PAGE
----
umbilical vein directly to the inferior vena cava
– Thus, it allows oxygenated blood from the placenta
to bypass the liver.
– Plays a critical role in preferentially shunting
oxygenated blood to the fetal brain.
Second Shunt – Ductus Venosus
• The second shunt bypasses the liver which is
• Oxygenated blood from the umbilical vein enters the
Inferior vena cava bypassing the liver
• Inferior vena cava drains the lower body (deoxygenated)
• IVC deoxygenated blood mixes with the Ductus
Venosus oxygenated blood
Third Shunt – Foramen Ovale
• The third major shunt is the blood entering the right
atrium and then crossing the foramen ovale to enter the
left atrium.
• The oval hole in the septum which divides the right and
the left atria
– Shunts highly oxygenated blood from right atrium to left atrium
• Right to Left shunt:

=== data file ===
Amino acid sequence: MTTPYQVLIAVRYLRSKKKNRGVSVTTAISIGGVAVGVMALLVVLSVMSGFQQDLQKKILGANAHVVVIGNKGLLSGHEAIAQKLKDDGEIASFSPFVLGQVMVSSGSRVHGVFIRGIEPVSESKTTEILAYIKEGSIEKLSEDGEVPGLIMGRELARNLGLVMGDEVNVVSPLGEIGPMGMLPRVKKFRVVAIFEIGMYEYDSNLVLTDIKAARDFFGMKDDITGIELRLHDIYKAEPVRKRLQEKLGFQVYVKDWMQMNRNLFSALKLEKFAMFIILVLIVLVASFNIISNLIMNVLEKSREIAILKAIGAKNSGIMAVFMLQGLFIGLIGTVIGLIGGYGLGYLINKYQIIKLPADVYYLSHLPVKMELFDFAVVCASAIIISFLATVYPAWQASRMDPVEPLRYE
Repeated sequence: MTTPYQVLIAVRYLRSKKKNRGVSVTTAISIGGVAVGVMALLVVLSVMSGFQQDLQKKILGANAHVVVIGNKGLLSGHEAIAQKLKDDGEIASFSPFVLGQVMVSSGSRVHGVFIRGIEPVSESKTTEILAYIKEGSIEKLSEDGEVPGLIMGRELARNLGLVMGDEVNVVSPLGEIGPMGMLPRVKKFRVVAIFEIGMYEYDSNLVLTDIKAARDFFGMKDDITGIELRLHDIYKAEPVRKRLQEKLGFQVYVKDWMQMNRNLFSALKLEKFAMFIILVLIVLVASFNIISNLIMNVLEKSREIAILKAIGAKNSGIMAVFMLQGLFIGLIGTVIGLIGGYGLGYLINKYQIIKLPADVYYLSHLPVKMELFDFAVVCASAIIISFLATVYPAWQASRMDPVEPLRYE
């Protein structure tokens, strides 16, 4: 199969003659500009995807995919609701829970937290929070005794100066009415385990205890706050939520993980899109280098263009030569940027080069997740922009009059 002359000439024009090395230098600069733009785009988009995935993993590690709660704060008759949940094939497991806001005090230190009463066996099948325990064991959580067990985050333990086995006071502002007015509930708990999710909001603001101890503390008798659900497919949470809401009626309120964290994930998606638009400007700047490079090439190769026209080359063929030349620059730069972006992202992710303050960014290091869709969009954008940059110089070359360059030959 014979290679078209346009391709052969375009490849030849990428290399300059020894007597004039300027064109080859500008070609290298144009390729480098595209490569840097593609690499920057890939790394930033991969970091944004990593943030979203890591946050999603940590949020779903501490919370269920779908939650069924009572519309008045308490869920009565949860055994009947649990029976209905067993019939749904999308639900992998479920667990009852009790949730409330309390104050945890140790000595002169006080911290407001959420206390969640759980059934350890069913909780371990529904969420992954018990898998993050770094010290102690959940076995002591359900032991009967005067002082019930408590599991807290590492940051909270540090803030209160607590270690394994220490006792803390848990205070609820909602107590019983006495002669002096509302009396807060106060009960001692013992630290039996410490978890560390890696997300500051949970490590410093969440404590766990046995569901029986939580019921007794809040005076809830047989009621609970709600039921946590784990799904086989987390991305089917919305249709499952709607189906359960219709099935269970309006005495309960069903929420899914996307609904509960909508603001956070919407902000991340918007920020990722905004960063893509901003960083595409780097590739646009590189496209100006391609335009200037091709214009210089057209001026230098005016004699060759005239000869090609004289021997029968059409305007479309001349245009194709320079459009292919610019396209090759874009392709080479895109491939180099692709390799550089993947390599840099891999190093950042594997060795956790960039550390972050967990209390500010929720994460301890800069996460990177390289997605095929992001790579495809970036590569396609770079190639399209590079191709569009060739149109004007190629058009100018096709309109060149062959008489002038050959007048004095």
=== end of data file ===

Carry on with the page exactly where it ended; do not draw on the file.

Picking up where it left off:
–  O2 from the IVC is send in to the left ventricle (foramen ovale) and in
to the aorta
Fourth Shunt – Ductus Arteriosus
• The fourth shunt directs the blood from the pulmonary artery to
the aorta through the ductus arteriosus.
• Collapsed Right to Left Shunt
– lungs- Vascular resistance
– Aorta- Vascular resistance
• Blood: Pulmonary artery  Aorta
• Aorta:
– Proximally to the DA, the oxygenated blood is shuttled in to the
upper parts of the fetus (Aorta)
– Distally to the DA blood is mixed and transported to the systemic
• Aorta  Umbilical arteries  Placenta  Maternal circulation
The Four Shunts of
Fetal Circulation
1. Placenta
2. Ductus Vensosus
3. Ductus Arteriosus
4. Foramen Ovale
Fetal Hemoglobin
Fetal Hb can carry 20-30% more O2
than the adult Hb
Fetal hemoglobin 2  and 2 
The γ chains of the fetal
the higher affinity for the oxygen
than its adult form. (shift to the left)
High Hb concentration (Hct 4060%)
High cardiac output
Transition to Neonatal Circulation
• The infants lungs begin to function
– The lungs inflate which tends to draw blood from the right
• Oxygenated blood from the lung passes through the
pulmonary veins to the left atrium